Mixed Conditions in Small-Cap CRE

Small-cap commercial real estate conditions were “mixed” during the first quarter, reported Boxwood Means, Stamford, Conn.

Fundamentals for commercial real estate properties under $5 million posted another generally positive quarter to start out the year, but mixed space market conditions and sluggish price growth together serve notice, said Boxwood Means Principal Randy Fuchs.

zFuchs noted leasing activity across the small cap office, industrial and retail sectors slowed significantly from last year’s “breakneck” pace. He said aggregate net absorption across the three property types totaled just 10.8 million square feet during the quarter, down 65 percent year-over-year and the lowest quarterly demand increase in more than four years.

To illustrate the pullback’s severity, Fuchs said small-cap office demand plunged 74 percent year-over-year to 1.6 million square feet during the first quarter. Similarly, small-cap industrial demand plummeted 72 percent to 3.2 million square feet while retail demand dropped 55 percent to 6.0 million square feet absorbed.

Fuchs noted the pullback in overall occupancy growth came after a “mammoth” year in 2016 that saw 224.1 million square feet of aggregate net absorption, surpassing the previous high-water mark set in 2014 by 16.2 percent.

“Vacancy rates remain in uncharted low territory, but have flattened out as tenant demand wavered,” Fuchs said. He called the 7 percent small-cap office vacancy rate extremely tight by historical norms, hovering 120 basis points beneath the previous 2006 low point. “However, office vacancies were unchanged for two consecutive quarters for the first time since the second quarter of 2012 and narrowed by only 20 basis points over the last three periods,” he said.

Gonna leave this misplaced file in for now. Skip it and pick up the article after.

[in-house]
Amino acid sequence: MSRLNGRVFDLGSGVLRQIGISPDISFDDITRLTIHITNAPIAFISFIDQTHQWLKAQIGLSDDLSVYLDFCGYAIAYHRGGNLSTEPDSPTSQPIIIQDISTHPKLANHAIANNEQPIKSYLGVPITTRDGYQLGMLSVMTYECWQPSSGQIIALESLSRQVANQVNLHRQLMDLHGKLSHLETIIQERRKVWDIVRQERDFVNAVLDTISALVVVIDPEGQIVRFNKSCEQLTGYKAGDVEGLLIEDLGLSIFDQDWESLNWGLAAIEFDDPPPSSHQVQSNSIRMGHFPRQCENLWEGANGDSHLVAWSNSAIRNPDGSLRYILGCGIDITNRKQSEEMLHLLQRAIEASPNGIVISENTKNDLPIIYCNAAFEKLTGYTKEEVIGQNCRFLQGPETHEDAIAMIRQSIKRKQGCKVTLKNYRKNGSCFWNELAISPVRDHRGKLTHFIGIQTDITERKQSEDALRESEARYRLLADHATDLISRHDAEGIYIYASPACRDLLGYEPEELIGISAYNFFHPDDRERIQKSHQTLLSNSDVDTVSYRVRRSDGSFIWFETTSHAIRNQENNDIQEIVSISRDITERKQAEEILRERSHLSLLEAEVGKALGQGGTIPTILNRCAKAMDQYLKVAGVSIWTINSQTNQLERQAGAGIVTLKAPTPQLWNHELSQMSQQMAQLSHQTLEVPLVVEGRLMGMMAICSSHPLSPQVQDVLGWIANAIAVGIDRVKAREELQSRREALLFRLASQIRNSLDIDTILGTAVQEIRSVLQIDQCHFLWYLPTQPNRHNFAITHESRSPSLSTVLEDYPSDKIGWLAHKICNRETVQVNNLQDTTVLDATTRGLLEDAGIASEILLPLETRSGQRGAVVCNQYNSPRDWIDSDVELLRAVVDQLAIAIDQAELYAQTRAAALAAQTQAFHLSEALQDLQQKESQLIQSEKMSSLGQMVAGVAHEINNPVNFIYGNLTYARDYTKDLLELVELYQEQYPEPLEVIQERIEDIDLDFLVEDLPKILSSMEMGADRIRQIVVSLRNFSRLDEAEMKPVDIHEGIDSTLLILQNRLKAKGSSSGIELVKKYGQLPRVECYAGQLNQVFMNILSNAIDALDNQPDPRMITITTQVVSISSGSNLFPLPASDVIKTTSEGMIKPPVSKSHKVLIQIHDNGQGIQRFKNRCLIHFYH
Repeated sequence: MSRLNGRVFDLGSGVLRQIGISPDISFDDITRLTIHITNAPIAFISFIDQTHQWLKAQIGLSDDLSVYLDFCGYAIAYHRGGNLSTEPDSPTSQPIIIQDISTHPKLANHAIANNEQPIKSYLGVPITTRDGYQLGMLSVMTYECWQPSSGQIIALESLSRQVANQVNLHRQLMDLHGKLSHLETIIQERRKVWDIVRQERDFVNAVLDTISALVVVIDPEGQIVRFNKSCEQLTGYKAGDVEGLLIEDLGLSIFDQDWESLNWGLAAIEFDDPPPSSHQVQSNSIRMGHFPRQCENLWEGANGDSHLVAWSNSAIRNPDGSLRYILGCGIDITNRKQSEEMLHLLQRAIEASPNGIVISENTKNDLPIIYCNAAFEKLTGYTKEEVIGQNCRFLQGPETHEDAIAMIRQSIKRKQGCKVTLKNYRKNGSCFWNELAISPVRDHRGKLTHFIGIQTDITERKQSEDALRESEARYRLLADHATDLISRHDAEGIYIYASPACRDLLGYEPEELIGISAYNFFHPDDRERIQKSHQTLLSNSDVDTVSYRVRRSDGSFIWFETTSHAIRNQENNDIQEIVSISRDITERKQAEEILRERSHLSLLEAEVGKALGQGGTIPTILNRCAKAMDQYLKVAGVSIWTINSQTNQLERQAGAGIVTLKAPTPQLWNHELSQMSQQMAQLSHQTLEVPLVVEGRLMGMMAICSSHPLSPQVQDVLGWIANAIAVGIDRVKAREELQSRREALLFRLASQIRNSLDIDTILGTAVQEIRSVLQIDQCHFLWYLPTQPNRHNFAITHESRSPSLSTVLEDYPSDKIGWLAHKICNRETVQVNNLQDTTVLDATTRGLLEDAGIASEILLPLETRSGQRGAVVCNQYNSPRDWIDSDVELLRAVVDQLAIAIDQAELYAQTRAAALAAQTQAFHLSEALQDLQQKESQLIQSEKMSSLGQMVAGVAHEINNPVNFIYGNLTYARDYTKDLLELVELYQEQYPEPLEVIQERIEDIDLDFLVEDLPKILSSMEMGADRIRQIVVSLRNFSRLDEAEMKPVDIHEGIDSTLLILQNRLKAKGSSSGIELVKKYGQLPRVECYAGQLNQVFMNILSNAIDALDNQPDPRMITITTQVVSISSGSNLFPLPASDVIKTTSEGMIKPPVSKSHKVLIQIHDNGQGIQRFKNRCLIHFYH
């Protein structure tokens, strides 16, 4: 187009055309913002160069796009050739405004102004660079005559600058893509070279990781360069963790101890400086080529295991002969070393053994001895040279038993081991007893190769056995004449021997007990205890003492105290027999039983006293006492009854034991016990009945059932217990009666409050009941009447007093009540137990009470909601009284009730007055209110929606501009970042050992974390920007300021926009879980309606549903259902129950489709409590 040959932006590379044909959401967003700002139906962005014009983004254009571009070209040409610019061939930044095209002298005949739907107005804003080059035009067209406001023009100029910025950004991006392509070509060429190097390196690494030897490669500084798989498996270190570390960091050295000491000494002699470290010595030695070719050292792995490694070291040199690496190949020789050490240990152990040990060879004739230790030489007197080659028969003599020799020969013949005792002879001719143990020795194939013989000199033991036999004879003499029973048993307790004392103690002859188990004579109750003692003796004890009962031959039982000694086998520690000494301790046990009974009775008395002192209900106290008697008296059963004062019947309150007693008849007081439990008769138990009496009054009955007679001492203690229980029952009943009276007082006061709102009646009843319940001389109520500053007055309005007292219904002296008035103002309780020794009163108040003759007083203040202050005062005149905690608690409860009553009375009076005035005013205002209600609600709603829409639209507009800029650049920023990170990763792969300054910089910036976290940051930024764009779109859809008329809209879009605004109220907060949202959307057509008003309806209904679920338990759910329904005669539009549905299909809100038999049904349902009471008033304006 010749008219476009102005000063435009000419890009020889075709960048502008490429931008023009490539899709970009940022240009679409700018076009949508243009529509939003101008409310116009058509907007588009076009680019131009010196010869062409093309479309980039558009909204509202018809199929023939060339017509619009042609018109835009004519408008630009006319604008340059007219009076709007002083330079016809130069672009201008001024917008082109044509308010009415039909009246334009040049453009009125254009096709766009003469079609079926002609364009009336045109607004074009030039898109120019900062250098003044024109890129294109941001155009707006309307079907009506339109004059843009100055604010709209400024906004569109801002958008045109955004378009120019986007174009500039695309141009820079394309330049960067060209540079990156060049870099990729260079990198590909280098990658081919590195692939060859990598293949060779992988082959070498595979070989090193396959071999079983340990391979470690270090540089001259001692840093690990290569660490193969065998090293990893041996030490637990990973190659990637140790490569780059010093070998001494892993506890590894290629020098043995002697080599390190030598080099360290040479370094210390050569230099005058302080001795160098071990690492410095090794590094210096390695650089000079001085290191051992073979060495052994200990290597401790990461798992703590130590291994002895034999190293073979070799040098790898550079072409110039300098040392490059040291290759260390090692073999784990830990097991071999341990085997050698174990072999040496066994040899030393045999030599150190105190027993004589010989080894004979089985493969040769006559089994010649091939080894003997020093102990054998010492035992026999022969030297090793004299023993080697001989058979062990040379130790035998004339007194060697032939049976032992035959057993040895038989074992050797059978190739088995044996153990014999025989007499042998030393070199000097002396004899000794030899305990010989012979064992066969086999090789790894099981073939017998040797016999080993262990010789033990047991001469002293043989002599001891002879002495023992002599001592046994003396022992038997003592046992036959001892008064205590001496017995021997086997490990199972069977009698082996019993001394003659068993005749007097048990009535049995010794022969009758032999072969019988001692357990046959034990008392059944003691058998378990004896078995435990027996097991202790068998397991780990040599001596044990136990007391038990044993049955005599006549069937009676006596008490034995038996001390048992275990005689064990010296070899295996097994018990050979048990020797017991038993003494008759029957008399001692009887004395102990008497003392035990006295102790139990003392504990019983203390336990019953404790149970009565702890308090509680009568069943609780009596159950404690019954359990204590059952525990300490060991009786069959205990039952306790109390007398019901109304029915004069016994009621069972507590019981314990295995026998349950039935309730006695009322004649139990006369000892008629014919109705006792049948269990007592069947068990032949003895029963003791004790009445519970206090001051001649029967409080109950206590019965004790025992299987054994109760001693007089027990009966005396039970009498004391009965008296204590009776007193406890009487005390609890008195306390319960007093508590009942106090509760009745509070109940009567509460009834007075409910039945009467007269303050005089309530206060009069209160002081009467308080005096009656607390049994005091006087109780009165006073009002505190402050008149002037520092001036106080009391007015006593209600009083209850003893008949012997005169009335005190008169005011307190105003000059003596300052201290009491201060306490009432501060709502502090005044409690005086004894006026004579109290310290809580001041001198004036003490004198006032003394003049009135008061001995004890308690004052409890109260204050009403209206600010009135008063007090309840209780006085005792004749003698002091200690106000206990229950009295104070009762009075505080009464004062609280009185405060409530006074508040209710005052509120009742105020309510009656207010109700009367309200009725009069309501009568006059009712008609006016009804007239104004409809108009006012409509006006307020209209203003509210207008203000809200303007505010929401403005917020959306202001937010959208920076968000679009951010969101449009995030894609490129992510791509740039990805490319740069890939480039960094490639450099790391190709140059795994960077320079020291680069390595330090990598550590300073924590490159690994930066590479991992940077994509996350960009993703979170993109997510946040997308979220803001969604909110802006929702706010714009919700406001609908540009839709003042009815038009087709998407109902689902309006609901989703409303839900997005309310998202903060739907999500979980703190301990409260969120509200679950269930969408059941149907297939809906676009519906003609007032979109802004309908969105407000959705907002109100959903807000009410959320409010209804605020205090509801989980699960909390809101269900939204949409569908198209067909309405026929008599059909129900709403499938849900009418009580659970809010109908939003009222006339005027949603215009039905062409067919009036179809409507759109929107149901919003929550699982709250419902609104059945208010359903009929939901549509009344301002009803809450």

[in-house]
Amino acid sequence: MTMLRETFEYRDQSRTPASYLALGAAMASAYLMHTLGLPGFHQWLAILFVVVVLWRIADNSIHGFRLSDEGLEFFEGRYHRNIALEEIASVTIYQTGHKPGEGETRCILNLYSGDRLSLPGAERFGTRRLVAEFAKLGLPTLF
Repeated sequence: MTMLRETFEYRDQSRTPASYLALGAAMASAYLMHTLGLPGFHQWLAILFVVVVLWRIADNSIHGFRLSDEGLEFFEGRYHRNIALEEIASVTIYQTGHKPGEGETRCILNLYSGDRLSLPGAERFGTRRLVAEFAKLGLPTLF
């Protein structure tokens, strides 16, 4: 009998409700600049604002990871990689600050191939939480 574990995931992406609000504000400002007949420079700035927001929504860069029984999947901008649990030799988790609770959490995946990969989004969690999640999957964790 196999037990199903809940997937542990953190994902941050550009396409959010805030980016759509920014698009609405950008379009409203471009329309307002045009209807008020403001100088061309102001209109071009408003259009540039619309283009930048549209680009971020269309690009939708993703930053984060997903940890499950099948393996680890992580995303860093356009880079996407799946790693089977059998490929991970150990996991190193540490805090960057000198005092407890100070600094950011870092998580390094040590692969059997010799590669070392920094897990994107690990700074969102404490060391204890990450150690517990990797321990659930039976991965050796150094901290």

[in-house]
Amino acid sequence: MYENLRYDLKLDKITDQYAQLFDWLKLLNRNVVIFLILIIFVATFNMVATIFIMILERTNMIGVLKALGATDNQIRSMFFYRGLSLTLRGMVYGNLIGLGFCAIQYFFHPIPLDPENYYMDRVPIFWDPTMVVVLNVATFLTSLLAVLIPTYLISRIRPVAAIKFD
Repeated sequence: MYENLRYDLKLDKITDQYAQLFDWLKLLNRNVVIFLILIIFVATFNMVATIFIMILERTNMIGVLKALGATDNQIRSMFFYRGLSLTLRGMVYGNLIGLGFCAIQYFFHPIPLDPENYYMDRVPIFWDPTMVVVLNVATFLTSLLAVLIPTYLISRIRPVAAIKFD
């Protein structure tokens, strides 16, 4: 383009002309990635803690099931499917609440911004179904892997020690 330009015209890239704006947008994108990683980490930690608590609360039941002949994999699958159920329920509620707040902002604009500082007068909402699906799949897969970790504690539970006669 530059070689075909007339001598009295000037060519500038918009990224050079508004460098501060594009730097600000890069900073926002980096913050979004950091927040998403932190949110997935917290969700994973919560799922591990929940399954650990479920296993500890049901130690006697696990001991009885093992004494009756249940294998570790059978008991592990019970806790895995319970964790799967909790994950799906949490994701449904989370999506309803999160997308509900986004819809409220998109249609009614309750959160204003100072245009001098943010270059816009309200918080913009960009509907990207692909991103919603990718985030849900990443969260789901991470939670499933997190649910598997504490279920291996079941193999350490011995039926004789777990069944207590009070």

Likewise, the national small cap industrial vacancy rate remained flat at a record-low 3.6 percent–250 basis points below its previous low point–while retail vacancies held steady at 4.6 percent for the third quarter in a row.

“With some weakening in sales transactions, the likelihood of further interest rate hikes and some relatively new risks to the U.S. economic engine, it’s still encouraging that small cap commercial and multifamily prices are holding up in this period of flux,” Fuchs said. “Some continued price fluctuations may be expected as buyers adjust expectations for their income streams and sellers come to terms with less fervent deal activity.”

Fuchs said small cap commercial prices may continue to edge higher with the return of solid job and GDP growth, “but the era of double-digit price increases for a multitude of multifamily markets is likely behind us.”

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